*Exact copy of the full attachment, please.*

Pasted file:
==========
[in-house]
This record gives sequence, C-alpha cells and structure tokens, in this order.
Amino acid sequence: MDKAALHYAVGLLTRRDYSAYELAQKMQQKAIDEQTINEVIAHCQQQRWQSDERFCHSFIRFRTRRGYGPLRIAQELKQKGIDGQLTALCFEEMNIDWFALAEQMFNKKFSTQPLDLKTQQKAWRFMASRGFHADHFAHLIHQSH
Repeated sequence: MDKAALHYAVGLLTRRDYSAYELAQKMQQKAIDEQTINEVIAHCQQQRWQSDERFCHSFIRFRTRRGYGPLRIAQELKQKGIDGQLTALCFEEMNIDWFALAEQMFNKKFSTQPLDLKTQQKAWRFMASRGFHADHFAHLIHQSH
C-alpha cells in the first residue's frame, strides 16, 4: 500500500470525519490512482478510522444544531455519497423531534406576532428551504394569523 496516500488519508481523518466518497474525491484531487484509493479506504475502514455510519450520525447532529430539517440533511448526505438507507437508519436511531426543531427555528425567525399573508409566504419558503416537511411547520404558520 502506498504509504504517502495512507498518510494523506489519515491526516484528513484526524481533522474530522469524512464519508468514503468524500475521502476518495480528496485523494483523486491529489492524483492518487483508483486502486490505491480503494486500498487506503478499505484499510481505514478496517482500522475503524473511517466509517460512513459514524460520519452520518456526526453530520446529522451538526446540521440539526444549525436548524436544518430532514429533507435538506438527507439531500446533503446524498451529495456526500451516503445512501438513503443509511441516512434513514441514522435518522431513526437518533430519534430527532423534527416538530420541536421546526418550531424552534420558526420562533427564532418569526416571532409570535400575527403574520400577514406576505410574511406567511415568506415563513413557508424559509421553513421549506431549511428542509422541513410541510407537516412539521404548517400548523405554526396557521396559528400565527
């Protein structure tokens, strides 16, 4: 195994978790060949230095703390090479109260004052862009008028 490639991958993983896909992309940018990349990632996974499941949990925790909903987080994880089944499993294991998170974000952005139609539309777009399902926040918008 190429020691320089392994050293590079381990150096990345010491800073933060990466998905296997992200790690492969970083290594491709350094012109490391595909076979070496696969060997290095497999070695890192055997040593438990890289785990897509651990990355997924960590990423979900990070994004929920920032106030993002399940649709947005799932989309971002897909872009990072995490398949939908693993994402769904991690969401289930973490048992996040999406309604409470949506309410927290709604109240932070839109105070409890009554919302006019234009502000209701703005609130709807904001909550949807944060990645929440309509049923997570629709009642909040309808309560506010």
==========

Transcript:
[in-house]
This record gives sequence, C-alpha cells and structure tokens, in this order.
Amino acid sequence: MDKAALHYAVGLLTRRDYSAYELAQKMQQKAIDEQTINEVIAHCQQQRWQSDERFCHSFIRFRTRRGYGPLRIAQELKQKGIDGQLTALCFEEMNIDWFALAEQMFNKKFSTQPLDLKTQQKAWRFMASRGFHADHFAHLIHQSH
Repeated sequence: MDKAALHYAVGLLTRRDYSAYELAQKMQQKAIDEQTINEVIAHCQQQRWQSDERFCHSFIRFRTRRGYGPLRIAQELKQKGIDGQLTALCFEEMNIDWFALAEQMFNKKFSTQPLDLKTQQKAWRFMASRGFHADHFAHLIHQSH
C-alpha cells in the first residue's frame, strides 16, 4: 500500500470525519490512482478510522444544531455519497423531534406576532428551504394569523 496516500488519508481523518466518497474525491484531487484509493479506504475502514455510519450520525447532529430539517440533511448526505438507507437508519436511531426543531427555528425567525399573508409566504419558503416537511411547520404558520 502506498504509504504517502495512507498518510494523506489519515491526516484528513484526524481533522474530522469524512464519508468514503468524500475521502476518495480528496485523494483523486491529489492524483492518487483508483486502486490505491480503494486500498487506503478499505484499510481505514478496517482500522475503524473511517466509517460512513459514524460520519452520518456526526453530520446529522451538526446540521440539526444549525436548524436544518430532514429533507435538506438527507439531500446533503446524498451529495456526500451516503445512501438513503443509511441516512434513514441514522435518522431513526437518533430519534430527532423534527416538530420541536421546526418550531424552534420558526420562533427564532418569526416571532409570535400575527403574520400577514406576505410574511406567511415568506415563513413557508424559509421553513421549506431549511428542509422541513410541510407537516412539521404548517400548523405554526396557521396559528400565527
């Protein structure tokens, strides 16, 4: 195994978790060949230095703390090479109260004052862009008028 490639991958993983896909992309940018990349990632996974499941949990925790909903987080994880089944499993294991998170974000952005139609539309777009399902926040918008 190429020691320089392994050293590079381990150096990345010491800073933060990466998905296997992200790690492969970083290594491709350094012109490391595909076979070496696969060997290095497999070695890192055997040593438990890289785990897509651990990355997924960590990423979900990070994004929920920032106030993002399940649709947005799932989309971002897909872009990072995490398949939908693993994402769904991690969401289930973490048992996040999406309604409470949506309410927290709604109240932070839109105070409890009554919302006019234009502000209701703005609130709807904001909550949807944060990645929440309509049923997570629709009642909040309808309560506010």